LETTER: Postal work stoppages hurting everyone

Canada Post employees are entitled to fair bargaining…

To the Editor,

Canada Post employees are entitled to fair bargaining for a new contract between the Canadian Union of Postal Workers ( CUPW) and Canada Post corporation, but should not be having work stoppages at a time of the year causing significant negative impacts on Canadians, charities, businesses of all sizes, international commerce, Canada post, its workers and their families.

The legislated back to work ruling covering 90 days means that talks will be continuing with a government appointed mediator-arbitrator to try and resolve remedies to vote on and approve a new contract. Just because a union contract has expired, nothing changes. That is, paycheques keep coming, and all benefits are still in effect. Once a new contract is approved, postal workers seem to forget that the most important issue in new contract negotiations, is that pay rates are all retroactive from the date of the new contract, meaning keep on working.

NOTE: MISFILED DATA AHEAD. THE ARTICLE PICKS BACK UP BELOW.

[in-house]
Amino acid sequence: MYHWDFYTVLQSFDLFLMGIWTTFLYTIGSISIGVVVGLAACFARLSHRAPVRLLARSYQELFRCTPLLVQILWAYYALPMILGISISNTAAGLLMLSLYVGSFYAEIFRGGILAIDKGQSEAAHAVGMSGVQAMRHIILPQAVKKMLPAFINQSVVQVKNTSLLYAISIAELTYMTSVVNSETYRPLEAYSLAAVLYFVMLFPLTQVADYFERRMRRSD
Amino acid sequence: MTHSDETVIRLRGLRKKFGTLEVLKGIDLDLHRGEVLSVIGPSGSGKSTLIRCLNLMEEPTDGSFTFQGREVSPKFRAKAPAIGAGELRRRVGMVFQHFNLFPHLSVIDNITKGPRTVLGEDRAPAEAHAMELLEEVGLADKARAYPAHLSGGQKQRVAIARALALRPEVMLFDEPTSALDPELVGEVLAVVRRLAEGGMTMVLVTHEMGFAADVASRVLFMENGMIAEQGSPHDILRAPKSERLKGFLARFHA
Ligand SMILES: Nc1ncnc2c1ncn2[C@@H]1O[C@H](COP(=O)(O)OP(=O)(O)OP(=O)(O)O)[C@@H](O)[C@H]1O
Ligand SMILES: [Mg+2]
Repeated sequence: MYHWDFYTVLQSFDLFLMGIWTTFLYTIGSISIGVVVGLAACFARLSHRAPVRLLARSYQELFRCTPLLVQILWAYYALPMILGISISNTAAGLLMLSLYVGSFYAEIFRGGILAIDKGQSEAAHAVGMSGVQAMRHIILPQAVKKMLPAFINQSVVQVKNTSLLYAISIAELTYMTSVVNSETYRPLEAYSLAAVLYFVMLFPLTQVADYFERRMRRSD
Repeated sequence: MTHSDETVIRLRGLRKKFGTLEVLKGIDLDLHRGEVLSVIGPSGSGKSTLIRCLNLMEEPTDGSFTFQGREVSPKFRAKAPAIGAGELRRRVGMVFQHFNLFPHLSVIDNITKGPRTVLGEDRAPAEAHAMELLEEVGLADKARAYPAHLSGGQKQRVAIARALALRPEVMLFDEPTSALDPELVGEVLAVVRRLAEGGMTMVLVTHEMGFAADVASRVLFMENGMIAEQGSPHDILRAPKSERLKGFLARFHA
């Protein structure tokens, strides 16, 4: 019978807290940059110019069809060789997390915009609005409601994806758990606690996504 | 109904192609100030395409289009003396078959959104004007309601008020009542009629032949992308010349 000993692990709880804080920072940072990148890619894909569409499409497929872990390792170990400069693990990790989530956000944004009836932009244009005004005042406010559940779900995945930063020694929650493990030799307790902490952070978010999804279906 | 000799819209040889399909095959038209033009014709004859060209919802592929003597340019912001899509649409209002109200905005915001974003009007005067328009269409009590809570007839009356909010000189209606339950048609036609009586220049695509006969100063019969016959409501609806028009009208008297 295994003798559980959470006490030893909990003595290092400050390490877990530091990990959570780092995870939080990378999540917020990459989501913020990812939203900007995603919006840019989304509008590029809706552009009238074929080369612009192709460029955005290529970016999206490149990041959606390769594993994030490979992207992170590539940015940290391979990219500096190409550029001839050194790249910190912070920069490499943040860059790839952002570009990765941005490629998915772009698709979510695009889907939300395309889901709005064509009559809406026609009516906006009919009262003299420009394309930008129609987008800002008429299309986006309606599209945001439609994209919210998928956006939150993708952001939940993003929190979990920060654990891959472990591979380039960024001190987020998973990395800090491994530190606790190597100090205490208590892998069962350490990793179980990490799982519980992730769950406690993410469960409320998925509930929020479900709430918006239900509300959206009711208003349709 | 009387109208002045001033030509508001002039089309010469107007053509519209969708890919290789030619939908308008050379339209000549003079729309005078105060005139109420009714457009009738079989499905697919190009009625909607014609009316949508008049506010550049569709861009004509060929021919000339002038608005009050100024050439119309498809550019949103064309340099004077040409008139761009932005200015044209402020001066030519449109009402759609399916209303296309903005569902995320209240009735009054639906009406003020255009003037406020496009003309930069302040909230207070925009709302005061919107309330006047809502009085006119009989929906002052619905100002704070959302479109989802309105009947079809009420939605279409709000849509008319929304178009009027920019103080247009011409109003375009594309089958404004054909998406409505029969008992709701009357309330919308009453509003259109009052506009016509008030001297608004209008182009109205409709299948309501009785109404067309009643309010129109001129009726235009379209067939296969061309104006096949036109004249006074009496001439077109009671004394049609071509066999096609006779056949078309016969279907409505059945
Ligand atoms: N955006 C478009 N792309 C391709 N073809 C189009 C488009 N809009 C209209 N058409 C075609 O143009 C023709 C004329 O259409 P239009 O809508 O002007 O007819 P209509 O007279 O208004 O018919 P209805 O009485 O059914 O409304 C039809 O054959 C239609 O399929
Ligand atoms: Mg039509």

Trying to protest by performing work stoppages is only causing postal employees to be shortchanged on their paycheques.

An example of this is when the B.C. teachers union advised the teachers to go on strike: none of them ever regained what they had lost in wages, as they signed a new contract which was already 99 percent of the original offer. Back in Newfoundland, during the same time as B.C. teachers were striking, the teachers union in Newfoundland told the teachers that the most important issue in contract negotiations is the word retroactive. It took 25 months for a new contract to be signed in Newfoundland. Teachers did not lose a dime, and received retroactive pay from the date of the new contract.

It is easy for union management to tell the members to go on strike as the union management do not lose any pay from their paycheques. Just imagine how things would be different if union management had to lose some of their wages too. Union workers fail to realize there are four important factors in a working job: working conditions, their supervisor, job security and wages/ benefits.

Too many think that No. 4 should be No. 1, but why go to work when you have poor working conditions and a supervisor you cannot stand?

Joe Sawchuk,

Duncan

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